This is the beginning of our Halloween story, which will run until Halloween night itself. Strap in and get ready for a wild ride. Things are going to get hairy.

I am finished with Dishonored. At least I think I am. I played through it once, using almost entirely non-lethal tactics, and was fairly satisfied with the ending. There are many different ways to play Dishonored, which is like a puzzle you can carefully and intricately solve, or smash to bits and waltz through.

It would be very easy to play the game by simply murdering everyone in sight. You possess the necessary armament to do so. Guns, grenades, traps, and such are decidedly more lethal and abundant than the sleep darts for the crossbow. It would also mean a lot less reloading upon failed attempts to sneak and choke your way through the level.

I am generally well behaved in sand box games though. I tired of pointless murder and mayhem during the first Grand Theft Auto. It’s a game, to be sure, but it gets in my head. It is similar to how, after a long night of Rock Band, I’ll see dots scroll down when I close my eyes. Dishonored is not entirely a sandbox, so some killing could be considered necessary, but they provide the incentive that more murder makes the game world more chaotic and difficult.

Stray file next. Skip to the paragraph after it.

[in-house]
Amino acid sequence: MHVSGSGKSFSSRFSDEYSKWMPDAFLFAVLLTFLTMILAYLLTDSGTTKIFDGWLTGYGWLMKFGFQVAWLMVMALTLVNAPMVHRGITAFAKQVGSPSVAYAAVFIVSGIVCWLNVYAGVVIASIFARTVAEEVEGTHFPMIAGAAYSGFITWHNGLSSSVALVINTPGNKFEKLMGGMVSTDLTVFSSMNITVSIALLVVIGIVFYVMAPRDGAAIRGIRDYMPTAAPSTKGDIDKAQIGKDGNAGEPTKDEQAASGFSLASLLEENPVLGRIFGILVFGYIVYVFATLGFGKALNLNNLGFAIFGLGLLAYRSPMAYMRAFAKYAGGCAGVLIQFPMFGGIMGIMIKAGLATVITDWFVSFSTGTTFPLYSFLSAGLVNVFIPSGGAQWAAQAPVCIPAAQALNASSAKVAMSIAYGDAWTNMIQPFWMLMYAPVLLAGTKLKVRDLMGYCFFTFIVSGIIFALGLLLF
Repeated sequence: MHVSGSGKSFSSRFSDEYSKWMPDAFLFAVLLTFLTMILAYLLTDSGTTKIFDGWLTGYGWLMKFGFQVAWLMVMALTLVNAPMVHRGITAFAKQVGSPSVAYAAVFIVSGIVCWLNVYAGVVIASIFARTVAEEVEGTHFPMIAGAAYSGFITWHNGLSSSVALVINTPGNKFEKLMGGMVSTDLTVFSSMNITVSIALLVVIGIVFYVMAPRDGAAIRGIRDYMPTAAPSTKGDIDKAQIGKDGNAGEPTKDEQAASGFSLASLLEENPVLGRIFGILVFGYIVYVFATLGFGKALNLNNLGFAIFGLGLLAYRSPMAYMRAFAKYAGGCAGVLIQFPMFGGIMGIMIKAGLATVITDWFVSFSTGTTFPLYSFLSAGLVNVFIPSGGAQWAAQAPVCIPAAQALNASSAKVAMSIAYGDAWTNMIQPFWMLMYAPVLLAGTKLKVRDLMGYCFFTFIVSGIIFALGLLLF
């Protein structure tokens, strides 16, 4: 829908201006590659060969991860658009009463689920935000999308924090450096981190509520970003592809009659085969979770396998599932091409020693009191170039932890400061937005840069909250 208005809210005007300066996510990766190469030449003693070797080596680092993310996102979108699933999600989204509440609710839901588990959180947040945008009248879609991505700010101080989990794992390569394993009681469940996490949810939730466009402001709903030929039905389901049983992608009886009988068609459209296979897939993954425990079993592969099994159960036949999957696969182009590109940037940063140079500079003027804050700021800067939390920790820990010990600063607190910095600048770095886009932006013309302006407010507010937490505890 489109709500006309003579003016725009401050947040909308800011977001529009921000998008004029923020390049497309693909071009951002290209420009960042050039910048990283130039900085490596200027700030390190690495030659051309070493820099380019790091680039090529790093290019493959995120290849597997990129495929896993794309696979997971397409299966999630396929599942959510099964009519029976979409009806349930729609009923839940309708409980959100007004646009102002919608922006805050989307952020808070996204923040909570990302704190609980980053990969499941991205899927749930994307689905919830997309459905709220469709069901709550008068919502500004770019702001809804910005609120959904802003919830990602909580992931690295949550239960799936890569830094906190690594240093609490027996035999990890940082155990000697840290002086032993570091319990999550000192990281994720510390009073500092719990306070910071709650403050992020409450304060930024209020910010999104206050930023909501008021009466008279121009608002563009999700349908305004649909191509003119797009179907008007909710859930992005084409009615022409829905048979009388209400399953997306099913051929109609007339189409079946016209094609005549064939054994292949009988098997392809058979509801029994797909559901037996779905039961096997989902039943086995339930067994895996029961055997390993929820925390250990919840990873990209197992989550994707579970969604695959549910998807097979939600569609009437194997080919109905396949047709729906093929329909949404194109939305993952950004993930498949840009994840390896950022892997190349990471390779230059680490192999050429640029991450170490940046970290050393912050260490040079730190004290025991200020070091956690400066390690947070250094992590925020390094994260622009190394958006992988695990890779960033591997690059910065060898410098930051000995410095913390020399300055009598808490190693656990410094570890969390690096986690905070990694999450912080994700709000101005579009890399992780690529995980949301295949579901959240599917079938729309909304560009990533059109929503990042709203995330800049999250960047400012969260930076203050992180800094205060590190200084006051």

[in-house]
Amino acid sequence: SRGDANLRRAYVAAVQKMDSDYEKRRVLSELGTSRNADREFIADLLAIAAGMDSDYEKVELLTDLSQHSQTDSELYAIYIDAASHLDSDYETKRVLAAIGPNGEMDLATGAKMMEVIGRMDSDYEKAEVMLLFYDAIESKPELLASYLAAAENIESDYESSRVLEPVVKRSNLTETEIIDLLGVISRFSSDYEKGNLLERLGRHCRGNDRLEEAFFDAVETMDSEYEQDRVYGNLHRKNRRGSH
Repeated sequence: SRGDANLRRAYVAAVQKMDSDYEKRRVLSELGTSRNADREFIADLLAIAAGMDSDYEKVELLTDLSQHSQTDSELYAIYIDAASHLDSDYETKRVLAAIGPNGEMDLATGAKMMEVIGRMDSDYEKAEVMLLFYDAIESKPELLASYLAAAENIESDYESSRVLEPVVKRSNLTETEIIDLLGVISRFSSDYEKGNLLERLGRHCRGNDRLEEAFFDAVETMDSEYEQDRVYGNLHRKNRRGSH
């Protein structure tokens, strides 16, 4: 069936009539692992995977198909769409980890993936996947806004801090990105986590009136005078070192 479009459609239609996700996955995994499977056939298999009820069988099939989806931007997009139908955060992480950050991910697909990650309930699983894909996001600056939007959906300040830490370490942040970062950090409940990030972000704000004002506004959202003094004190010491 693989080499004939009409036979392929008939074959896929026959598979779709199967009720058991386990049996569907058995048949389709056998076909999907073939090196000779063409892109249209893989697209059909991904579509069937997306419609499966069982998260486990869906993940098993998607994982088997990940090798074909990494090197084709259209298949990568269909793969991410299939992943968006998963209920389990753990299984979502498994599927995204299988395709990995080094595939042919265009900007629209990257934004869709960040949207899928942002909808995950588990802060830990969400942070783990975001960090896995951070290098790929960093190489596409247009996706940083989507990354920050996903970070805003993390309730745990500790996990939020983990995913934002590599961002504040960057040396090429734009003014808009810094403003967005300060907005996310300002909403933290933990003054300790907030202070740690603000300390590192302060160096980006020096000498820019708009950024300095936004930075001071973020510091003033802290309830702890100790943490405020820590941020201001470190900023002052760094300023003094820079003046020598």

Dishonored also has once trump card. The first character introduced is Emily Caldwell, a child whose safety you are responsible for. It seems like the thing to do these days, adding a little girl to games to anchor the player to the story. As with Clementine in The Walking Dead, you can’t help but feel the need to protect her. The game is also up front with the fact that killing more people makes the ending darker. And part of protecting Emily is making the ending happier.

So I played the Boy Scout, avoiding killing almost entirely. Sometimes it was an easy choice, as a few assassination targets didn’t seem to really deserve such a fate. In most cases the non-lethal approach was more difficult and complicated though, such as having to knock out 3 maids and a guard rather than just killing one person. I’m curious to see what kind of ending wanton violence will produce, but it would take a lot of time, and probably make me sad.